Running out of gas is not something you want to do in this place. Call me paranoid, but the whole time I have been here I haven’t allowed the needle on my gas guage to get below half-full! The one running out of gas is me… the early morning starts and jet-lag are starting to catch up. Add to that the hot weather (which I appreciate but am not used to), and the 40 mph winds that blasted the valley all day today, and I am getting pooped.
Anyway… now for another photograph. I wandered out onto the salt flats at Badwater this evening. If you haven’t seen this place, it is well worth a visit. In addition to being at 282 feet below sea level, it is notoriously hot. Death Valley receives less than 2 inches of rain all year, but it has an evaporation rate of more than 150 inches total. What that means is that the sun literally bakes the ground, drawing up any moisture and leaving behind a salt-encrusted, baked and surreal landscape.
The last time I was here a couple of years back with my buddy Steve, the temperature was a stifling 121 degrees. The air was so heavy that evening that it really was a challenge to move at anything other than a snail’s pace. Staying hydrated was key to surviving that adventure, and even though it hasn’t come close to those searing temperatures this time around, water and sunscreen have again been essential.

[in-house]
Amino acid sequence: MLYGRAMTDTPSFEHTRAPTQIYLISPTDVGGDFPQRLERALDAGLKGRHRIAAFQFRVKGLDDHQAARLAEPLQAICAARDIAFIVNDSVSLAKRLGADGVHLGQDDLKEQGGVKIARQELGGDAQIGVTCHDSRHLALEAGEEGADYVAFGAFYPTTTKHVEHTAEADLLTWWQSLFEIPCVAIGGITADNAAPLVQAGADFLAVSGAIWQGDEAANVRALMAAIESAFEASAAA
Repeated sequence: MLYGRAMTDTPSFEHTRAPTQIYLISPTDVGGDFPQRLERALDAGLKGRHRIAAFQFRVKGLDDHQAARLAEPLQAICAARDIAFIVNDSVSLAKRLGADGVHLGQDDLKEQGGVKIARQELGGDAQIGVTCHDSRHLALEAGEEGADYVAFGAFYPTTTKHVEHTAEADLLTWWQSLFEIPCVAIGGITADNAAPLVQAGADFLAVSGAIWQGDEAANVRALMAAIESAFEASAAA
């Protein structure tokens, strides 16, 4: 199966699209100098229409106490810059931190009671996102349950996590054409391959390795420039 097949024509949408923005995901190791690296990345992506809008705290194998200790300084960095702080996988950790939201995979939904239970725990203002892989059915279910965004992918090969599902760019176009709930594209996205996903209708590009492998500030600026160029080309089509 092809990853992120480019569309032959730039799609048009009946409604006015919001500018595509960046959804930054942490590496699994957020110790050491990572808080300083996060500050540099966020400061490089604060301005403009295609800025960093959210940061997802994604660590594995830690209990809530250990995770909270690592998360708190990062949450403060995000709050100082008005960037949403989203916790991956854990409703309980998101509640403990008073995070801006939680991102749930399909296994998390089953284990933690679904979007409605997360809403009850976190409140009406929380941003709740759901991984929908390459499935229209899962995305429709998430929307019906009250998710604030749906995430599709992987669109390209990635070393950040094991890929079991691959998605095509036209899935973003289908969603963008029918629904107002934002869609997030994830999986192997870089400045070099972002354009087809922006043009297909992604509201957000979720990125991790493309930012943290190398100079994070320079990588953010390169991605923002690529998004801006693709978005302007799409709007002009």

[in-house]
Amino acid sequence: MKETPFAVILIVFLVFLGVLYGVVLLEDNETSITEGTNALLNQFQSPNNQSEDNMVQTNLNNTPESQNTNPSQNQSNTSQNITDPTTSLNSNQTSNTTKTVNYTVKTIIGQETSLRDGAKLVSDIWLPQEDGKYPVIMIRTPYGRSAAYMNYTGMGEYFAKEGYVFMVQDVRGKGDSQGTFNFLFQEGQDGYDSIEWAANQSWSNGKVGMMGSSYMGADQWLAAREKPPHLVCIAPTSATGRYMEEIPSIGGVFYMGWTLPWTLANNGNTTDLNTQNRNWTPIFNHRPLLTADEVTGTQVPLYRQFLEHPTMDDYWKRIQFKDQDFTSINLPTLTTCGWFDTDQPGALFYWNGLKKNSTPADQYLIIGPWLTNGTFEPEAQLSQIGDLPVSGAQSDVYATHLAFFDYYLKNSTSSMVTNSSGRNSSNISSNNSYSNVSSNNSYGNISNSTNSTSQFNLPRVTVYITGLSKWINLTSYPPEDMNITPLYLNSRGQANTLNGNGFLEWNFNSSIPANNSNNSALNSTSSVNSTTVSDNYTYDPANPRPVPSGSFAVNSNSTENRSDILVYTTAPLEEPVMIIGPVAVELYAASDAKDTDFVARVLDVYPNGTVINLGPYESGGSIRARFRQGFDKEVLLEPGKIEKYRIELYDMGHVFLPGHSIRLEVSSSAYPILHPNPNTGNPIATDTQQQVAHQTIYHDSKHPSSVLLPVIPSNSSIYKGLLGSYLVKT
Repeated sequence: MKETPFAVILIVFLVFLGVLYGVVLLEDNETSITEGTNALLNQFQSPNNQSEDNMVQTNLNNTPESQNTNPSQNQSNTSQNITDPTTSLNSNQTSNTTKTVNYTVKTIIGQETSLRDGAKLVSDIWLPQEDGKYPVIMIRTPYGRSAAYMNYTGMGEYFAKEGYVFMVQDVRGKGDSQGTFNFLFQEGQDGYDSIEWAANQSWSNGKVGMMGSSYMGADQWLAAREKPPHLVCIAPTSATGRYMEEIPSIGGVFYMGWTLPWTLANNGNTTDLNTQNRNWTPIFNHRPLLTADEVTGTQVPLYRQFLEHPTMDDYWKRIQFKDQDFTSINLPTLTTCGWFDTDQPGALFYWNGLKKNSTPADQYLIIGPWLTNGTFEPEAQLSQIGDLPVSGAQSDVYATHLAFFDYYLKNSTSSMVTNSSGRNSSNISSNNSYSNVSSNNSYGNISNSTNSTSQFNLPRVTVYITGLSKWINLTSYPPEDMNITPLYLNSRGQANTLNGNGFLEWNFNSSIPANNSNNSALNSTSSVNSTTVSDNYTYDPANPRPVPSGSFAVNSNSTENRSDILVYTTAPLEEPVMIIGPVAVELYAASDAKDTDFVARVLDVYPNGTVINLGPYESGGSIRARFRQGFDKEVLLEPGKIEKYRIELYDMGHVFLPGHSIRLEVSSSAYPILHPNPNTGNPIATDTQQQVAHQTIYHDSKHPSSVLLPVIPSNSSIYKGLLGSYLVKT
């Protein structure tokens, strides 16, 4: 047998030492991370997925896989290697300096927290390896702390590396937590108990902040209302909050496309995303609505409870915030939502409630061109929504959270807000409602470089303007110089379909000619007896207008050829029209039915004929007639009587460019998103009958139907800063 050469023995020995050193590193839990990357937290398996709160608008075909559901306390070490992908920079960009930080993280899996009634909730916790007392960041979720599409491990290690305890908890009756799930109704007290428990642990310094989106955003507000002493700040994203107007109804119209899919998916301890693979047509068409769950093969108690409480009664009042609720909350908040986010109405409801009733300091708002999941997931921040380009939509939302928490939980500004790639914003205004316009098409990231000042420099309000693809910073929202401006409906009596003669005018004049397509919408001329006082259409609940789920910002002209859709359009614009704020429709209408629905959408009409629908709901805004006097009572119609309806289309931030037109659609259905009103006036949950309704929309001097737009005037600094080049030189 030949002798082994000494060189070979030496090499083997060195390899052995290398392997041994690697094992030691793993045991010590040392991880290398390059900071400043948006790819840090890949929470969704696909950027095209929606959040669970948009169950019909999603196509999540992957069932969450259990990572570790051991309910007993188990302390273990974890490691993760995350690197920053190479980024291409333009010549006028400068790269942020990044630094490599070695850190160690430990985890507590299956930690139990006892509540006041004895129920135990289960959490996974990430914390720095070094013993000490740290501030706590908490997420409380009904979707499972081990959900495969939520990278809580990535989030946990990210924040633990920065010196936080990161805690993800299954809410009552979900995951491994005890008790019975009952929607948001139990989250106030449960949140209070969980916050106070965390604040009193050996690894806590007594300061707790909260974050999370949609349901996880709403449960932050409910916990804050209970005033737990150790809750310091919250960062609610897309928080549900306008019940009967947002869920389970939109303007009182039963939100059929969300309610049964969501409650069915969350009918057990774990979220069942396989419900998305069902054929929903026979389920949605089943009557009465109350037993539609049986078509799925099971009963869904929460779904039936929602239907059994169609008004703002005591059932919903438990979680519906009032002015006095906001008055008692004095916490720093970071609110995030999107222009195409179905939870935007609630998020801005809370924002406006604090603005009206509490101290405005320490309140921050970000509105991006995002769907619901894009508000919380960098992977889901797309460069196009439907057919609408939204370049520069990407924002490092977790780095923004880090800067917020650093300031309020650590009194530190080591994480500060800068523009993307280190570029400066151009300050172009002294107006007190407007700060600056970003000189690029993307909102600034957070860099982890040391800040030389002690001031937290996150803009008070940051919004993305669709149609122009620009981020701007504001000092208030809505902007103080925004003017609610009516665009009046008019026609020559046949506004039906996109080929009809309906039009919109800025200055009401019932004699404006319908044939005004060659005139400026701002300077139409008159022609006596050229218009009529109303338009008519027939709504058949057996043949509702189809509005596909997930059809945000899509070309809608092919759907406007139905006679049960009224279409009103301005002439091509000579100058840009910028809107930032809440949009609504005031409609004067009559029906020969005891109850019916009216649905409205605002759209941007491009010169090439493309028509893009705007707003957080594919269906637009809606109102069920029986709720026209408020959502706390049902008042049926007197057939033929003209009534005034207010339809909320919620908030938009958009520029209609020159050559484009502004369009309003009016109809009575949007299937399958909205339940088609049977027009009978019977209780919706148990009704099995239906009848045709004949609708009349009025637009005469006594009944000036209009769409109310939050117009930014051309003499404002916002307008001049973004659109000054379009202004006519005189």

When photographing the shapes on the salt flats, it can be challenging to “see” patterns that you like for the purpose of composition. I waited and waited for the magic to happen with the light, and I ended up staying out on the flats until after dark. I wanted to represent what my eyes saw, but the camera was unable to render the scene in one exposure. This image is a combination of two exposures… one for the foreground, and one for the sky. For the sky I used a neutral density filter to enable a longer shutter speed… and I think that helped deepen the colors. The salt flats reflect the color of the sky, hence the blue tint. It is always about the light, and when you combine a location like this with special light, you get great memories… and a nice photograph.
Needless to say, on this occasion there wasn’t a soul around for miles. The solitude and serenity afforded by being in a place like this is why I enjoy landscape photography.
I am hoping that the winds have died down by the morning so I can photograph the sand dunes near Stovepipe Wells. I wouldn’t dare take my camera out there with the sand blowing the way it was earlier today… that would be suicide for that little puppy. The good news? Well, the wind will have erased all footprints on the dunes, so if all goes to plan the area will be pristine by morning, and ready to be photographed.